In a field of 35 cars, Johnny qualified 23rd in his very first Trans-Am race, and finished 15th, seven laps down on race winner Parnelli Jones’ beat-up Bud Moore Mustang. The 1970 Riverside Trans-Am race was heavily populated with factory teams, out to impress. This was the last race of the season, and contracts were up for renewal. Two cars were entered each for Ford, Chevy, AMC, Dodge, and Plymouth, and factory cars claimed the first eleven places on the grid, and seven of the top nine finishing positions in the race, with the well-funded Roy Woods Racing team (which would go on to run the factory Javelin program in 1972) filling the other two spots.

    Johnny Ware collected $300 for his 15th place finish.

    For 1971, the Camaro underwent a complete rebuild and substantial transformation, as Chris Ware explains: “We got involved with a fellow Trans-Am driver/owner named Mark Waco, his business was located in Tarzana, near Burbank. The company name was Mark 2 Enterprises co-owned by Mark Ellis. They did repair and fabrication work and tune-ups, as well as all other types of auto related work.

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    “We needed a larger place to work out of as we were out-growing the garage in San Diego (home base). So the decision to create a ‘team color’ came to be. The color was a Porsche color (my dad hated the German cars) and much discussion on the choice happened”. Waco himself had purchased one of the Jim Hall Camaros, which too was painted Porsche orange.

    The Ware Camaro was placed on a diet, with all non-essential bodywork pieces being removed. In addition, magnesium wheels were fitted, front and rear, with 6-spoke American Racing wheels (sometimes referred to as TA70s) at the front, and Minilites at the back. The fender flares grew a little more, particularly at the rear, as although maximum wheel size rules remained the same, tires kept getting wider.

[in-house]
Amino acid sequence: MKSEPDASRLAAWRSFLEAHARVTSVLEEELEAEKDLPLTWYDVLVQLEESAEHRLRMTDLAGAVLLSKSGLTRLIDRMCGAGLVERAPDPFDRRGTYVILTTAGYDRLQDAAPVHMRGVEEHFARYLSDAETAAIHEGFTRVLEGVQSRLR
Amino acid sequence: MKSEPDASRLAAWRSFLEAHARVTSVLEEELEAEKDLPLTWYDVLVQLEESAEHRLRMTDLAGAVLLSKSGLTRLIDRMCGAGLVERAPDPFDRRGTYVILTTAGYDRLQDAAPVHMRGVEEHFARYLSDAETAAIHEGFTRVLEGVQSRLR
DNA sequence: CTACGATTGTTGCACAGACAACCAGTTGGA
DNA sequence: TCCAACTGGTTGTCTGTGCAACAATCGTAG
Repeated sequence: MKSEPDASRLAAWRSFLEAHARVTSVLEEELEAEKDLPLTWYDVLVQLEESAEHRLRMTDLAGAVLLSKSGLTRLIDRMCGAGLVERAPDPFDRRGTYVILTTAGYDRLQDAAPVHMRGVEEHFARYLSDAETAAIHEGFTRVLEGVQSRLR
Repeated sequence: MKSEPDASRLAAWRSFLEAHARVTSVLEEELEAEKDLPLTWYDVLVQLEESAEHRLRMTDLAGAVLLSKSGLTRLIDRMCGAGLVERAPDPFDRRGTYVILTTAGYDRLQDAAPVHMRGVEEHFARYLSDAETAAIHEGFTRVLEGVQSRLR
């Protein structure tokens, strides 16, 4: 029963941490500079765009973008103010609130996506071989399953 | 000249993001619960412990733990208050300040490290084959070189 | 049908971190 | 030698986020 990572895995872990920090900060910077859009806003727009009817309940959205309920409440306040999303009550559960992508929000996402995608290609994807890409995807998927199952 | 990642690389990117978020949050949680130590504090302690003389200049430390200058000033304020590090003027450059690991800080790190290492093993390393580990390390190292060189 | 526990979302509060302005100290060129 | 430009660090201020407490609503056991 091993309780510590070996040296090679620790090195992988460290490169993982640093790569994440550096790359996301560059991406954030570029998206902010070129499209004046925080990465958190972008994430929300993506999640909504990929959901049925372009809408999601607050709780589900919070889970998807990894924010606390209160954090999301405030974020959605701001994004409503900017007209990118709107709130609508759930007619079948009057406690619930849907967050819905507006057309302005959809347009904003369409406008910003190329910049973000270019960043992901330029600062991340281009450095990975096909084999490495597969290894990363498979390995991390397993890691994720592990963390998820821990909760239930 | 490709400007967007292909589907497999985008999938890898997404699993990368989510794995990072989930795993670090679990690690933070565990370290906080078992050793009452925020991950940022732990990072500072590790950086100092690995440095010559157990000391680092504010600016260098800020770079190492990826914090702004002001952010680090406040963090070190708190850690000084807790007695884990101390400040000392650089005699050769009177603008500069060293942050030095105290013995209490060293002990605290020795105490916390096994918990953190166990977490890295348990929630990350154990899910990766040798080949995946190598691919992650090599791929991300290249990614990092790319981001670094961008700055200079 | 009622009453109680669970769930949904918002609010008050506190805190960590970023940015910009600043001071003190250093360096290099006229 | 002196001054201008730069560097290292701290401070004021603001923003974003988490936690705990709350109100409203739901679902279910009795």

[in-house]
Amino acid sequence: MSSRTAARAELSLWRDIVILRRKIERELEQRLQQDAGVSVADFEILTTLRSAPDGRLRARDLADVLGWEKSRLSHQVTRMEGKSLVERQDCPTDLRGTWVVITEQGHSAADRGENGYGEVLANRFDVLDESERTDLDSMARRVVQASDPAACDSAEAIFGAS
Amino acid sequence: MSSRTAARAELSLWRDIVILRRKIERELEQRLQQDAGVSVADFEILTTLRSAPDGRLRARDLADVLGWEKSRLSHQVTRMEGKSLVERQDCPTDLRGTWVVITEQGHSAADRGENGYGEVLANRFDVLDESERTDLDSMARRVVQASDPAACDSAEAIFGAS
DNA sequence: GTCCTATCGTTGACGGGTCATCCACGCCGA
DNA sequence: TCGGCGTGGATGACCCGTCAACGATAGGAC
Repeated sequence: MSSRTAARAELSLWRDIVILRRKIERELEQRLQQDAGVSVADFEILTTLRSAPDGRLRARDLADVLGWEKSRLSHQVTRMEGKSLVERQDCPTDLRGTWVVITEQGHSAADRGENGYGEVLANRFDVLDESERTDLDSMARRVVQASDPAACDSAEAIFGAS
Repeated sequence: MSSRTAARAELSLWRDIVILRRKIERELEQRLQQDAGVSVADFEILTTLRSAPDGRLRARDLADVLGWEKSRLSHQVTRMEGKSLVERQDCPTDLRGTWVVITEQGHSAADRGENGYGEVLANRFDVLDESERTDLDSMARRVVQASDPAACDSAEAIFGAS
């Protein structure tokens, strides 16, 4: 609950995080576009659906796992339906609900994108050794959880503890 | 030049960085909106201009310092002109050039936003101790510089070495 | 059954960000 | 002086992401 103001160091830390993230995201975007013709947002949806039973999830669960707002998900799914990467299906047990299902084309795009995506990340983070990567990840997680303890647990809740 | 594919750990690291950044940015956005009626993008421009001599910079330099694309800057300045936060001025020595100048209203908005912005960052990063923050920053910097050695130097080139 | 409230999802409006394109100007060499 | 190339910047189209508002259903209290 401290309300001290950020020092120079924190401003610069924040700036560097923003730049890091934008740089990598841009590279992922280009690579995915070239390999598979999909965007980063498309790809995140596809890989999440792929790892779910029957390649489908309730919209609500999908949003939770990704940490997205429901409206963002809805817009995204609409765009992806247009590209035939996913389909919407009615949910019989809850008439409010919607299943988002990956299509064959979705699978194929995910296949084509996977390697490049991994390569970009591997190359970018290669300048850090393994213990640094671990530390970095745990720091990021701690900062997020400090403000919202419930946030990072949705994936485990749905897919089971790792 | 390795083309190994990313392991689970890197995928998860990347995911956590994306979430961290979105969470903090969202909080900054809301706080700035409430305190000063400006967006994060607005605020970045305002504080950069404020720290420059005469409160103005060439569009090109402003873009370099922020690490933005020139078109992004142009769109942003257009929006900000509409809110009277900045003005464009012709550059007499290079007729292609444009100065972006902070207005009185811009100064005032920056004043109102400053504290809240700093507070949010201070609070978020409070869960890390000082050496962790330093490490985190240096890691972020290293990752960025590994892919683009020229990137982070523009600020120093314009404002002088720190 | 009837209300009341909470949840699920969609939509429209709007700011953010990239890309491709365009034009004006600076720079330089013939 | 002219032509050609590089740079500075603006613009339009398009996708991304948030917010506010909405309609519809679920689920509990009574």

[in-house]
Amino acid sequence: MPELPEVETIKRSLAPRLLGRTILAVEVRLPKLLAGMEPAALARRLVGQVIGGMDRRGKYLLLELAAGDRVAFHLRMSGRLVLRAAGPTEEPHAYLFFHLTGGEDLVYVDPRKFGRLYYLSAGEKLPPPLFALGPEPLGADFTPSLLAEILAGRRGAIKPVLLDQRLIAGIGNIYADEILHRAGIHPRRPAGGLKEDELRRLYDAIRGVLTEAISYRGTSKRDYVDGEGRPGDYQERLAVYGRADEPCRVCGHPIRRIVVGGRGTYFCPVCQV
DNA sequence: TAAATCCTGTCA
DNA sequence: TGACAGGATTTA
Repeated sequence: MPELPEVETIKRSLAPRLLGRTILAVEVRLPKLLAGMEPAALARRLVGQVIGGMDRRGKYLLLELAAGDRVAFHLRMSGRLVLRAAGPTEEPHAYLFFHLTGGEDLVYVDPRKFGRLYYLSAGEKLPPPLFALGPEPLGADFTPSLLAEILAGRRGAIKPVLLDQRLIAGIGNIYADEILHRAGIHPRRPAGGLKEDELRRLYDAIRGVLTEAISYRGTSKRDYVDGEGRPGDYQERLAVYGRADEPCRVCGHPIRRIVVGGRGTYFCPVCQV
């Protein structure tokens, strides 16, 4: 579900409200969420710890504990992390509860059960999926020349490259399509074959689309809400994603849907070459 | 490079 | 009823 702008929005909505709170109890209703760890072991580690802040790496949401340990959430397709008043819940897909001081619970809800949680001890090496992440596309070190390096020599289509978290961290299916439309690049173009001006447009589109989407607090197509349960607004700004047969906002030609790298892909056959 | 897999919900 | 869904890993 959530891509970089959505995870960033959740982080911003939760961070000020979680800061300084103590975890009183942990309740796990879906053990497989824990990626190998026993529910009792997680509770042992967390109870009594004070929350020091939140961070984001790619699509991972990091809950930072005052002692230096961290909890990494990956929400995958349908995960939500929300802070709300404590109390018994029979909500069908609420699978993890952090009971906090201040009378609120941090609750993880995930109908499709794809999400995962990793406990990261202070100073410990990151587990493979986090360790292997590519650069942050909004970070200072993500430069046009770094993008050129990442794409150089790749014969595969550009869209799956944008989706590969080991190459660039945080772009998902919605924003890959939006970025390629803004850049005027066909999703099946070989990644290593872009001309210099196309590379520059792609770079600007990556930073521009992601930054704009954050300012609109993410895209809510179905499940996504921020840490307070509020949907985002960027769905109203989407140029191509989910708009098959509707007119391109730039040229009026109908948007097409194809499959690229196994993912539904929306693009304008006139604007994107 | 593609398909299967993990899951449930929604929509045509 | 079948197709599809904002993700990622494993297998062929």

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    Once again the Ware family Camaro contested West Coast SCCA regional events, as well as the 1971 Trans-Am race at Riverside. By 1971, the Trans-Am series was faltering, with the lions-share of the factory teams not having their contracts renewed, as pony car sales, and sales of performance cars in general, slumped. Now only American Motors remained, with the factory Penske team opting to run a single Javelin for Mark Donohue. But there were still plenty of top quality teams involved, including Roy Woods’ AWA team, who had a pair of 1970 Penske Javelins up-graded to ’71 specs.

    Johnny Ware qualified 11th this time out, and came home 12th in the race, picking up $600 in prize money.

    The team partnership with Mark Waco was short-lived, and by the end of the 1971 season, the Ware family were winding down their racing commitments with the Camaro. With the SCCA Trans-Am clearly on a downward spiral, Johnny Ware opted to try something different, and switched to the NASCAR Grand American series, by purchasing a 1970 Camaro roller from Jim Hall.

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    The Z28 did make sporadic appearances throughout the 1970s. It contested the 6 hour 1979 Los Angeles Times Grand Prix endurance race at Riverside, which combined part of the World Endurance Championship, Winston GT, and IMSA GTO and GTU. The Ware Camaro was entered in IMSA GTO, with Johnny at the wheel. Against the latest high-tech, lightweight, turbocharged racers from Porsche and BMW, the old Camaro was understandably uncompetitive, qualifying 39th from 54 starters, and failed to go the full race distance. This was merely an exercise in enjoyment, bringing the old racer out for some fun, as was the Trans-Am race at the 1980 Budweiser Grand Prix event, also held at Riverside. Johnny qualified the Camaro 13th, but failed to start the race.

    Johnny’s son Rick, a keen petrol head himself, drove the old racer at the 1983 Riverside and Caesars Palace Trans-Am races, scoring a 16th place finish at Riverside, before establishing a successful career in his own right, firstly as a driver in SCCA and NASCAR, and then focusing purely on team ownership with Rick Ware Racing (RWR), running cars in the NASCAR Sprint and Xfinity series’, as well as Craftsman Trucks, Modifieds, the Rolex Sports Car road racing series, and AMA Motocross and Supercross.